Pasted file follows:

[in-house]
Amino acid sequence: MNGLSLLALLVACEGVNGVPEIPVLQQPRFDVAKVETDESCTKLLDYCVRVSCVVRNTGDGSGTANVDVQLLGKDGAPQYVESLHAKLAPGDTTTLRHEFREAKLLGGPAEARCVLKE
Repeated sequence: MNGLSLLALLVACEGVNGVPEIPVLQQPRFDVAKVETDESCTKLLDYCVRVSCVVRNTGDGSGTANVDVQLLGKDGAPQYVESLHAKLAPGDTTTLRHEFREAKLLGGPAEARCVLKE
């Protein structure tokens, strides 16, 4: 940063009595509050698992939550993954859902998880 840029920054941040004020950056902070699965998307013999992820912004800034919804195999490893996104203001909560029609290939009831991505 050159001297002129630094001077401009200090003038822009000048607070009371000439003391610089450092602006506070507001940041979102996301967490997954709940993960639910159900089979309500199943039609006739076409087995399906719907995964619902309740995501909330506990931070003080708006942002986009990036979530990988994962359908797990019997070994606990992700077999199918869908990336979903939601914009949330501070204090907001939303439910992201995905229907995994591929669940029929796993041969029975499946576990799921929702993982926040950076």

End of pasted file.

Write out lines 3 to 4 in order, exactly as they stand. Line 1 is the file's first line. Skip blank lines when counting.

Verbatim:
Repeated sequence: MNGLSLLALLVACEGVNGVPEIPVLQQPRFDVAKVETDESCTKLLDYCVRVSCVVRNTGDGSGTANVDVQLLGKDGAPQYVESLHAKLAPGDTTTLRHEFREAKLLGGPAEARCVLKE
């Protein structure tokens, strides 16, 4: 940063009595509050698992939550993954859902998880 840029920054941040004020950056902070699965998307013999992820912004800034919804195999490893996104203001909560029609290939009831991505 050159001297002129630094001077401009200090003038822009000048607070009371000439003391610089450092602006506070507001940041979102996301967490997954709940993960639910159900089979309500199943039609006739076409087995399906719907995964619902309740995501909330506990931070003080708006942002986009990036979530990988994962359908797990019997070994606990992700077999199918869908990336979903939601914009949330501070204090907001939303439910992201995905229907995994591929669940029929796993041969029975499946576990799921929702993982926040950076």